Take-Two Interactive (NASDAQ:TTWO) has been on an impressive run. The company's share price trades approximately 43% higher than it did a year ago, largely thanks to strong performance from its megahit Grand Theft Auto 5. With an updated version of the game slated to land on PlayStation 4, Xbox One, and PC this fall, the company looks to have a reliable, low-cost avenue to profitability. That said, it also needs new IP Evolve to land as a success.
Indicating confidence in the game, the president of Take-Two's 2K Games publishing wing recently stated that Evolve will be the defining next-gen experience this holiday season. Is the company in good shape to deliver a hit that makes good on that promise and, in turn, expand its stable of valuable properties? How will Evolve fare against big competition from competitors Activision Blizzard (NASDAQ:ATVI) and Ubisoft (NASDAQOTH:UBSFF)?
Interest in Evolve is growing
Since its initial unveiling earlier this year, Evolve has been generating increasing interest, but also lagged behind other big titles in terms of public recognition and hype. Comments from 2K Games president, Christoph Hartman, suggesting that the game will offer the definitive experience on PlayStation 4, Xbox One, and PC this year were greeted with both excitement and skepticism. While it's unlikely that Evolve will approach the sales posted by Activision Blizzard's Destiny, there's a very good chance that Take-Two's upcoming shooter will be the most "next-gen" game available this fall, mostly because it will only have to compete against a handful of other titles for that honor.
Take-Two and Ubisoft win the "next-gen" race by default
Besides Evolve, the only other 2014 multi-platform games that could reasonably stake a claim to offering a generation-defining experience are Assassin's Creed Unity and The Club from Ubisoft. Rising development costs and small user bases have been the chief reasons that games publishers release their games on all viable platforms. This strategy has posted good results so far, but it has also meant that resolution and performance advantages are some of the biggest differentiators between software on new and old systems.
Gaming enthusiasts have eagerly snapped up the new consoles, but experiences built to maximize the advantages of that new hardware will be necessary if the platforms are to continue their success. This year, Take-Two and Ubisoft are the only publishers that will release triple-A multi-platform games developed specifically for the more advanced hardware.
Evolve and Assassin's Creed Unity are different enough that they won't be competing for the exact same segment of the market. By default, each game will offer the defining next-generation experience in their respective genres. Unity will almost certainly be the better-selling title, thanks to the strength of the Assassin's Creed brand, but Evolve is an opportunity for Take-Two to create a hit new property at the beginning of a hardware cycle. The game's success or failure will be largely determined by whether it offers a suitably differentiated experience.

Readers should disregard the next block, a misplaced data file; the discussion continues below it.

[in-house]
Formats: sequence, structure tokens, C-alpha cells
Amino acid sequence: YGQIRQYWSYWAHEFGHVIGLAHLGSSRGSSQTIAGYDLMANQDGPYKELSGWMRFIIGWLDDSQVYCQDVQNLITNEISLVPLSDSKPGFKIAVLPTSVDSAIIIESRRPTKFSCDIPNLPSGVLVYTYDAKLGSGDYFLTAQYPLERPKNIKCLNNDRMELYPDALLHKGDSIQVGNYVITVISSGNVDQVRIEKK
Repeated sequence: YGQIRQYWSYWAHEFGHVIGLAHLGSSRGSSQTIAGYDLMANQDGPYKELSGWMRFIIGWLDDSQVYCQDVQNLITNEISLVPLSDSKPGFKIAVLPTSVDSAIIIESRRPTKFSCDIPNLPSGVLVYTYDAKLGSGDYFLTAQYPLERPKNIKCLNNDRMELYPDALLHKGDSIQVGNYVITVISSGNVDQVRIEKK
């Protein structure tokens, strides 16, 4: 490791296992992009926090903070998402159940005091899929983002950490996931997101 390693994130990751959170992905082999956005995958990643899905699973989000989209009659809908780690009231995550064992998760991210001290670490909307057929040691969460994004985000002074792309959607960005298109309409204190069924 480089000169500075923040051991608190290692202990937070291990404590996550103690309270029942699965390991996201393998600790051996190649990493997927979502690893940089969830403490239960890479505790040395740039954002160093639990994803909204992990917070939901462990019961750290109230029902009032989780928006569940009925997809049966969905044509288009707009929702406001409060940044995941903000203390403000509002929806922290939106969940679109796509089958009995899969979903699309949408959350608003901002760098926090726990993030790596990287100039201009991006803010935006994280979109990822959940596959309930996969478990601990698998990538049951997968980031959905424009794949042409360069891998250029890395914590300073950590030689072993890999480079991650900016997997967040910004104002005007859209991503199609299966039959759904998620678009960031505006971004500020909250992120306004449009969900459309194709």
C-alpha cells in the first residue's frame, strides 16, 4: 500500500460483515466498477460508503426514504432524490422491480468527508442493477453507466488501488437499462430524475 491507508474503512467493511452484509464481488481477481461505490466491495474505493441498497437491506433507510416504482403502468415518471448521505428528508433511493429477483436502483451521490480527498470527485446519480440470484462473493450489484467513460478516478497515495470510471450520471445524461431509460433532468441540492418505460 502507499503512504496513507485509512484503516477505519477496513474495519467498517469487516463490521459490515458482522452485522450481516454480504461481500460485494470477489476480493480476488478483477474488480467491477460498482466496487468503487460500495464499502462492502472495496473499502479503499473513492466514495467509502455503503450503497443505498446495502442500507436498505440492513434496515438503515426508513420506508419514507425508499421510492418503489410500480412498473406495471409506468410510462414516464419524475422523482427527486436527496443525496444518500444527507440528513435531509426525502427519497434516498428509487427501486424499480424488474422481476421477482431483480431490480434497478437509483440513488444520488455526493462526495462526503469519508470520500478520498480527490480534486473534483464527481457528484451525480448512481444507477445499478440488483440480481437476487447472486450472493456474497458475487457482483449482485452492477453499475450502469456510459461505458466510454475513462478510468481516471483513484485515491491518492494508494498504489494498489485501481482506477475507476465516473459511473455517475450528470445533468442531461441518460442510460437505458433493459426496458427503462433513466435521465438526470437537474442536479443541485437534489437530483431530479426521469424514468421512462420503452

What are Evolve's advantageous traits?
2014 will see the release of more high-profile first-person shooters than any year in recent memory, meaning that Evolve is up against massive competition. The $500 million production and marketing budget behind Activision's Destiny should give an indication as to the level of resources needed to launch a successful new property in the current triple-A games market. Take-Two's approximate $1.77 billion market cap means that it can only devote similarly massive resources to its established Grand Theft Auto series, making Evolve more dependent on critical praise and word of mouth than some of its competitors.
With Evolve launching a little more than a month after Destiny, Take-Two's game is at considerable risk of being overshadowed. Both games are built around cooperative multiplayer experiences and ongoing digital revenue streams, and Destiny's sure-to-be massive player base will mean that smaller titles will face additional challenges in grabbing consumer attention. This is why the "next-gen" distinction is so important for Take-Two and Evolve.
Survival of the fittest
Releasing a game on only PlayStation 4, Xbox One, and PC increases the risk that the title will not be sufficiently profitable, but it also creates an opportunity to stand out from the competition and secure an enthusiastic audience for a budding franchise. Evolve seems to be benefiting from this strategy, having won the E3 "Best of Show" award, in addition to many other honors. Critical praise doesn't always translate to commercial success, but it's almost always a good sign. If Evolve finds success amid the tough competition it faces, it should be a transformative win for Take-Two.